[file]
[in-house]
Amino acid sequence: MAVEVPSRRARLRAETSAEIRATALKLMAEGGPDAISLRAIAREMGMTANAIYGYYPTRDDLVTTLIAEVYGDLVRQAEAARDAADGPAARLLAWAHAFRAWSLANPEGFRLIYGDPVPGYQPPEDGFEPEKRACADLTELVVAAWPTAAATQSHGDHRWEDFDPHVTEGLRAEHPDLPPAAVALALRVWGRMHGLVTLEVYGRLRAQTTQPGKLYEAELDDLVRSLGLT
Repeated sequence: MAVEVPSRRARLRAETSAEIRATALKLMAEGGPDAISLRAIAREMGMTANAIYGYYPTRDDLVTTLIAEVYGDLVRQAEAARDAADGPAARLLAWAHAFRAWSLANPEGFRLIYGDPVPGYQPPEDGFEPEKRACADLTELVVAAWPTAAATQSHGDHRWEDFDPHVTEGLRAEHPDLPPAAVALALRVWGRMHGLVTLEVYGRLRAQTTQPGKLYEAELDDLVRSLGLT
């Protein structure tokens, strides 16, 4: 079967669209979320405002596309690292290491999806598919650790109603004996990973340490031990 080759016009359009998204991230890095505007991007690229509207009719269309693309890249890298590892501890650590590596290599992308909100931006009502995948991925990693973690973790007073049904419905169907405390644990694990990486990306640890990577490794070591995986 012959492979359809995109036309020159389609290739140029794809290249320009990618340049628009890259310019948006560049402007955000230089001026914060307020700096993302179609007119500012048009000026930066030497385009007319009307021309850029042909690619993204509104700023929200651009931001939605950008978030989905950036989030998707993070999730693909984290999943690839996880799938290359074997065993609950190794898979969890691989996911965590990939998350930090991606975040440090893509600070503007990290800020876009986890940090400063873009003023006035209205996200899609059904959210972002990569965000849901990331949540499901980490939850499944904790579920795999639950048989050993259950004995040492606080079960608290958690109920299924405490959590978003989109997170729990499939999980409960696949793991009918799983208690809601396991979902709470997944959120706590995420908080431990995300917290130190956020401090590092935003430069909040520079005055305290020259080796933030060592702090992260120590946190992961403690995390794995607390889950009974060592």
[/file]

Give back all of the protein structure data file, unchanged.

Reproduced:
[in-house]
Amino acid sequence: MAVEVPSRRARLRAETSAEIRATALKLMAEGGPDAISLRAIAREMGMTANAIYGYYPTRDDLVTTLIAEVYGDLVRQAEAARDAADGPAARLLAWAHAFRAWSLANPEGFRLIYGDPVPGYQPPEDGFEPEKRACADLTELVVAAWPTAAATQSHGDHRWEDFDPHVTEGLRAEHPDLPPAAVALALRVWGRMHGLVTLEVYGRLRAQTTQPGKLYEAELDDLVRSLGLT
Repeated sequence: MAVEVPSRRARLRAETSAEIRATALKLMAEGGPDAISLRAIAREMGMTANAIYGYYPTRDDLVTTLIAEVYGDLVRQAEAARDAADGPAARLLAWAHAFRAWSLANPEGFRLIYGDPVPGYQPPEDGFEPEKRACADLTELVVAAWPTAAATQSHGDHRWEDFDPHVTEGLRAEHPDLPPAAVALALRVWGRMHGLVTLEVYGRLRAQTTQPGKLYEAELDDLVRSLGLT
């Protein structure tokens, strides 16, 4: 079967669209979320405002596309690292290491999806598919650790109603004996990973340490031990 080759016009359009998204991230890095505007991007690229509207009719269309693309890249890298590892501890650590590596290599992308909100931006009502995948991925990693973690973790007073049904419905169907405390644990694990990486990306640890990577490794070591995986 012959492979359809995109036309020159389609290739140029794809290249320009990618340049628009890259310019948006560049402007955000230089001026914060307020700096993302179609007119500012048009000026930066030497385009007319009307021309850029042909690619993204509104700023929200651009931001939605950008978030989905950036989030998707993070999730693909984290999943690839996880799938290359074997065993609950190794898979969890691989996911965590990939998350930090991606975040440090893509600070503007990290800020876009986890940090400063873009003023006035209205996200899609059904959210972002990569965000849901990331949540499901980490939850499944904790579920795999639950048989050993259950004995040492606080079960608290958690109920299924405490959590978003989109997170729990499939999980409960696949793991009918799983208690809601396991979902709470997944959120706590995420908080431990995300917290130190956020401090590092935003430069909040520079005055305290020259080796933030060592702090992260120590946190992961403690995390794995607390889950009974060592």